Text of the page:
Privacy Preserving in Online Social Network Data Sharing and Publication
Following the trend of online data sharing and publishing, researchers raise their concerns about the privacy problem. Online Social Networks (OSNs), for example, often contain sensitive information about individuals. Therefore, anonymizing network data before releasing it becomes an important issue. This dissertation studies the privacy preservation problem from the perspectives of both attackers and defenders.
To defenders, preserving the private information while keeping the utility of the published OSN is essential in data anonymization. At one extreme, the final data equals the original one, which contains all the useful information but has no privacy protection. At the other extreme, the final data is random, which has the best privacy protection but is useless to the third parties. Hence, the defenders aim to explore multiple potential methods to strike a desirable tradeoff between privacy and utility in the published data. This dissertation draws on the very fundamental problem, the definition of utility and privacy. It draws on the design of the privacy criterion, the graph abstraction model, the utility method, and the anonymization method to further address the balance between utility and privacy.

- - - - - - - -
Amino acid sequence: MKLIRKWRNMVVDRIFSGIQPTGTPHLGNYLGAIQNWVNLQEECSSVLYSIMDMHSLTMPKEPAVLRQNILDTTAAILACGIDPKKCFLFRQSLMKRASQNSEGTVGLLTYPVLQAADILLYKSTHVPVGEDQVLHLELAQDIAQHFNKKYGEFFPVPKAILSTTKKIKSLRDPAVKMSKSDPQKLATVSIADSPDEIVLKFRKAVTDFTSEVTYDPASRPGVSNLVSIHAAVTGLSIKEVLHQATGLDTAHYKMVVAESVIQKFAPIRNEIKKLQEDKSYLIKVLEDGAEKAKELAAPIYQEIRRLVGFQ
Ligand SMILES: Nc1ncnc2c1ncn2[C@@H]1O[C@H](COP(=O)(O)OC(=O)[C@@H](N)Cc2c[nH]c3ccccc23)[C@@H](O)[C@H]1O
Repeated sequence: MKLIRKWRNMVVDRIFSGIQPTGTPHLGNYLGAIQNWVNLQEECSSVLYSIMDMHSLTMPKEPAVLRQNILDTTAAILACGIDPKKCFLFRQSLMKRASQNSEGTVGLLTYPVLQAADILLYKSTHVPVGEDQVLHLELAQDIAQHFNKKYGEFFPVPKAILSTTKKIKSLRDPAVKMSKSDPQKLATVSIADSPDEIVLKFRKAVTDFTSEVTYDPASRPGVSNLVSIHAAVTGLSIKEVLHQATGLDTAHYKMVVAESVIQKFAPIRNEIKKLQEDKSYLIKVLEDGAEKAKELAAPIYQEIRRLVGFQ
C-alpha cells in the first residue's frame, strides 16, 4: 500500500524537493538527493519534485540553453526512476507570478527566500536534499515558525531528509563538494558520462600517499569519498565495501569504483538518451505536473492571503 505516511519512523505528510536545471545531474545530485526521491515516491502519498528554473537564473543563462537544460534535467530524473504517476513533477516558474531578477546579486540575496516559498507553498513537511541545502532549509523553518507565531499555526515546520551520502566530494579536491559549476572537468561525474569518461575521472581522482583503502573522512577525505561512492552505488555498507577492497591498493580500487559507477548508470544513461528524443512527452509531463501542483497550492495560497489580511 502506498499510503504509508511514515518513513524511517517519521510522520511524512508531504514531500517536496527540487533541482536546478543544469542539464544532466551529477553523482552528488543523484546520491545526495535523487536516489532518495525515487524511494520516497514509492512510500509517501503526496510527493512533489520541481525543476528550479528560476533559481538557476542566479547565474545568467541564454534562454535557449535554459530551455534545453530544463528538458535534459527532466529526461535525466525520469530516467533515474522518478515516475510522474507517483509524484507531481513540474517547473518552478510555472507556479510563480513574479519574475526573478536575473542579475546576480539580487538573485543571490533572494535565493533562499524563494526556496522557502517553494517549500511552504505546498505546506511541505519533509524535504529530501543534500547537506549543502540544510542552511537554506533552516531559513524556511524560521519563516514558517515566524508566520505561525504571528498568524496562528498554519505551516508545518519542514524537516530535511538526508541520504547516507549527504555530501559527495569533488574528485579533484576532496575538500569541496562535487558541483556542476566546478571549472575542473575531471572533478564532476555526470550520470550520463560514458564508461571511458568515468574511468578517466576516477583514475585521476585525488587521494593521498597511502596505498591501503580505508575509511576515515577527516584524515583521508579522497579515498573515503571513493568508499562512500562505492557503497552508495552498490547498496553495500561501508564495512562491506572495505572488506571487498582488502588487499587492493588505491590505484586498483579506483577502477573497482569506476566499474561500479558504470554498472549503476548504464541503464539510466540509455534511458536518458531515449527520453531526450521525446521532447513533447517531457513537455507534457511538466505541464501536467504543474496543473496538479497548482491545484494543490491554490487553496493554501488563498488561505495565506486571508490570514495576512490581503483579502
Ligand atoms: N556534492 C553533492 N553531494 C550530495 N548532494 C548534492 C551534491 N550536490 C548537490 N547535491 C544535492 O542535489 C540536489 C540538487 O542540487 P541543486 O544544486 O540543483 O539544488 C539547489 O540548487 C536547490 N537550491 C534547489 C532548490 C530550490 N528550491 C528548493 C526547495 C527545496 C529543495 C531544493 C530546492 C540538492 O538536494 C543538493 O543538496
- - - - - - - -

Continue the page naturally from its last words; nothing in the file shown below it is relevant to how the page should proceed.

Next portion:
To attackers, extracting meaningful information from the collected data is essential in data de-anonymization. De-anonymization mechanisms utilize the similarities between attackers’ prior knowledge and published data to catch the targets. This dissertation focuses on the problems that the published data is periodic, anonymized, and does not cover the target persons. There are two thrusts in studying the de-anonymization attacks: the design of seed mapping method and the innovation of generating-based attack method. To conclude, this dissertation studies the online data privacy problem from both defenders’ and attackers’ point of view and introduces privacy and utility enhancement mechanisms in different novel angles.